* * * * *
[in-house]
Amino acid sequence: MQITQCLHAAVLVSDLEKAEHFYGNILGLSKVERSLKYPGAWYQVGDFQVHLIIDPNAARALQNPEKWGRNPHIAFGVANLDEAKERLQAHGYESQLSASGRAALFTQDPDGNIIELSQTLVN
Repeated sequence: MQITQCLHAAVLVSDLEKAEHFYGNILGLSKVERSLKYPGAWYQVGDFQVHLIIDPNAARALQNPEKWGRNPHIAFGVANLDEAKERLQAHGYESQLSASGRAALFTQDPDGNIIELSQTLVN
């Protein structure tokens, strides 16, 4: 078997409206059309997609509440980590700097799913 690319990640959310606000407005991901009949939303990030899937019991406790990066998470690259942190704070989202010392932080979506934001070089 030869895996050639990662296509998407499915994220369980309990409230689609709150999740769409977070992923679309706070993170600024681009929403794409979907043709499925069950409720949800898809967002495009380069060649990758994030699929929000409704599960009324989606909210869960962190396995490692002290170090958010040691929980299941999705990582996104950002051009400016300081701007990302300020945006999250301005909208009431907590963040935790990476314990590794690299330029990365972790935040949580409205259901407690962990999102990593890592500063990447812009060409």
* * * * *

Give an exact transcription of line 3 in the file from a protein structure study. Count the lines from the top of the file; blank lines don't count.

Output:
Repeated sequence: MQITQCLHAAVLVSDLEKAEHFYGNILGLSKVERSLKYPGAWYQVGDFQVHLIIDPNAARALQNPEKWGRNPHIAFGVANLDEAKERLQAHGYESQLSASGRAALFTQDPDGNIIELSQTLVN